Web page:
The Toronto stock market advanced as further confirmation the U.S. economy continues its slow but steady revival pushed commodity prices higher.
The S&P/TSX Composite Index gained 43.93 points to approach midday at 12,421.83
The Canadian dollar slid 0.09 cents to 100.59 cents U.S.
Quebecor Inc. said its fourth-quarter profit rose 83%, helped in part by lower expenses and strength in its telecommunications business. Shares in Quebecor were unchanged at $36.30.
Fairborne Energy Ltd. said it may put itself up for sale as it explores strategic options to increase shareholder value, with other alternatives including a merger, recapitalization and the selling of assets. Fairborne shares spiked 25 cents, or 10.8%, to $2.57.
Oil and gas producer Pacific Rubiales posted higher fourth-quarter profit on increased production at its Rubiales and Quifa SW oil fields. Rubiales shares gained 20 cents to $30.42.
Trading in shares of Viterra Inc., Canada's largest publicly-traded grain handler, has been halted pending an announcement. The company said last week that it has had several expressions of interest from potential buyers of the big prairie grain handler. The price had gained $1.35, or 9.2%, to $16.00 midday.
In the economic docket, the Canadian Real Estate Association (CREA) said national resale housing activity improved 1.4% in February 2012 after having declined in January. CREA also said the number of newly listed homes climbed 1.9% from January to February.
The TSX Venture Exchange added 2.51 points to 1,596.86, while the Nasdaq Canada index moved 3.23 points higher to 413.80
All but one of the 14 Toronto subgroups were higher at noon. Consumer staples maintained their mojo, gaining 1.3%, while industrials were 0.9% stronger, and global base metals progressed 0.8%.
The lone laggard was in real-estate stocks, sliding 0.04%
In New York, equities edged higher Thursday, as investors digested a batch of better-than-expected economic news. But the day's gains were mild as investors considered that stocks are already up about 2% this week.
The Dow Jones Industrials regained 18.81 points Thursday after a sluggish start at 13,212.90.
The S&P 500 tacked on 3.70 points to 1,397.98, while the Nasdaq picked up 9.66 points to 3,050.39.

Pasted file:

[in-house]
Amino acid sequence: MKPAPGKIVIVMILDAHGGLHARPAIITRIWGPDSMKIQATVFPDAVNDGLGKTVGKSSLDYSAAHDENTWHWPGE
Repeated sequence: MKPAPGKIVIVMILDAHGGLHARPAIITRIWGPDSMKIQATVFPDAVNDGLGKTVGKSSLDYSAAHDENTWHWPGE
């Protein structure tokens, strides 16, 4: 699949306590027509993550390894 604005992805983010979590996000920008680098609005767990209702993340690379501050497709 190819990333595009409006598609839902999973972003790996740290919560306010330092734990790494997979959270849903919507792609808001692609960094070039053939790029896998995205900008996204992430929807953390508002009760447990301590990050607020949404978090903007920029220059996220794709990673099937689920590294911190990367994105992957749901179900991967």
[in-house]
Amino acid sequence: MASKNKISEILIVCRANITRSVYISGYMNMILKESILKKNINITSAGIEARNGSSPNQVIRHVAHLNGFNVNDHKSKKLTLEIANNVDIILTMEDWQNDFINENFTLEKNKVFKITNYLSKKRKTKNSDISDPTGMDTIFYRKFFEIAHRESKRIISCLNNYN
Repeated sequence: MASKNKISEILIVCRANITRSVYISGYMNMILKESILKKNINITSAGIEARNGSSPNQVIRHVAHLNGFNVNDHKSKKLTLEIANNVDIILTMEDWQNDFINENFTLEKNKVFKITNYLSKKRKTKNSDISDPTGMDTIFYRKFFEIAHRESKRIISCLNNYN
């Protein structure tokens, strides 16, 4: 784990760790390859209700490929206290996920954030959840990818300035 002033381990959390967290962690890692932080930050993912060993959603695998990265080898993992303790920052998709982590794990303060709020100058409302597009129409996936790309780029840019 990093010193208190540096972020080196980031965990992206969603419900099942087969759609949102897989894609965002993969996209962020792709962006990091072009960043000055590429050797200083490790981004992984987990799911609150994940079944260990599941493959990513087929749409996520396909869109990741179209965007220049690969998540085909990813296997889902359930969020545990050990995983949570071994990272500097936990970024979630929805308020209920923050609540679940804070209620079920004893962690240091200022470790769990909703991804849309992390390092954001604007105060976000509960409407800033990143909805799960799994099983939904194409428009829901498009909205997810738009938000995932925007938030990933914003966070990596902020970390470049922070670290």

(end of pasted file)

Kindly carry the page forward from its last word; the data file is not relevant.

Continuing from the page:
All three major indexes are on track to post their best weekly gains since mid-January. The Dow, which is going for its seventh consecutive day of gains, has climbed more than 2.2% this week.
The S&P 500 is up 2%, and the Nasdaq has increased 1.8%.
The mood on Wall Street remained positive as reports showed that jobless claims are at the lowest level in four years, manufacturing activity continues to expand, and inflation remains low.
Bank stocks have been in focus this week following the results of the Federal Reserve's latest stress tests, which said a majority of the nation's largest banks would be able to weather another deep recession. Bank of America and JPMorgan Chase have been the best performing stocks on the Dow on Thursday.
But the Fed said four institutions -- including Citigroup and Metlife -- would likely need to raise more capital in the event of a severe financial shock or economic downturn.
Cisco Systems' shares slipped after the San Jose, Calif.-company announced its $5-billion U.S. bid to buy NDS Group Ltd., a British provider of video software with 5,000 employees.
NDS is privately held by News Corp. and Permira.
Scholastic shares surged after the publishing company reported revenue of $468 million U.S. and a loss per share of 10 cents U.S., a much better performance than the $393 million U.S. in revenue and 70 cent-per-share loss that analysts had expected.
Discount retailer Ross Stores reported fourth-quarter results in line with analysts' expectations, sending shares slightly lower.
Capital One Financial shares rose after the company announced a $1.25-billion U.S. common stock offering on Wednesday to help finance its acquisition of HSBC's U.S. credit card business.
Apple Inc. jumped to touch an all-time high above the $600 U.S. per share benchmark.
Demandware's stock jumped 50% in its stock market debut. The company priced 5.5 million shares at $16 U.S. per share in its initial public offering late Wednesday.
Economically speaking, initial unemployment claims for the week ended March 10 fell to 351,000, compared to 365,000 the prior week. That was slightly less than the forecast of 355,000, according to a survey of analysts by Briefing.com.
Producer prices for February increased 0.4%, which was slightly less than the expected increase of 0.5%. That's compared to January, when the PPI ticked up by 0.1%.
The Empire Manufacturing survey rose to 20.2 in March, much higher than the reading of 15 that analysts were expecting. The index was 19.5 in February.
The Philadelphia Fed's Business Outlook Survey index is expected to stand at 12.5, up from 10.2 in the month prior.
The price on the benchmark 10-year U.S. Treasury gained a bit, pushing the yield down to 2.26% from 2.27% late Wednesday. Treasury prices and yields move in opposite directions.
Oil for February delivery sank $1.29 to $104.14 U.S. a barrel.
Gold futures for April delivery rose $5.70 to $1,648.60 U.S. an ounce.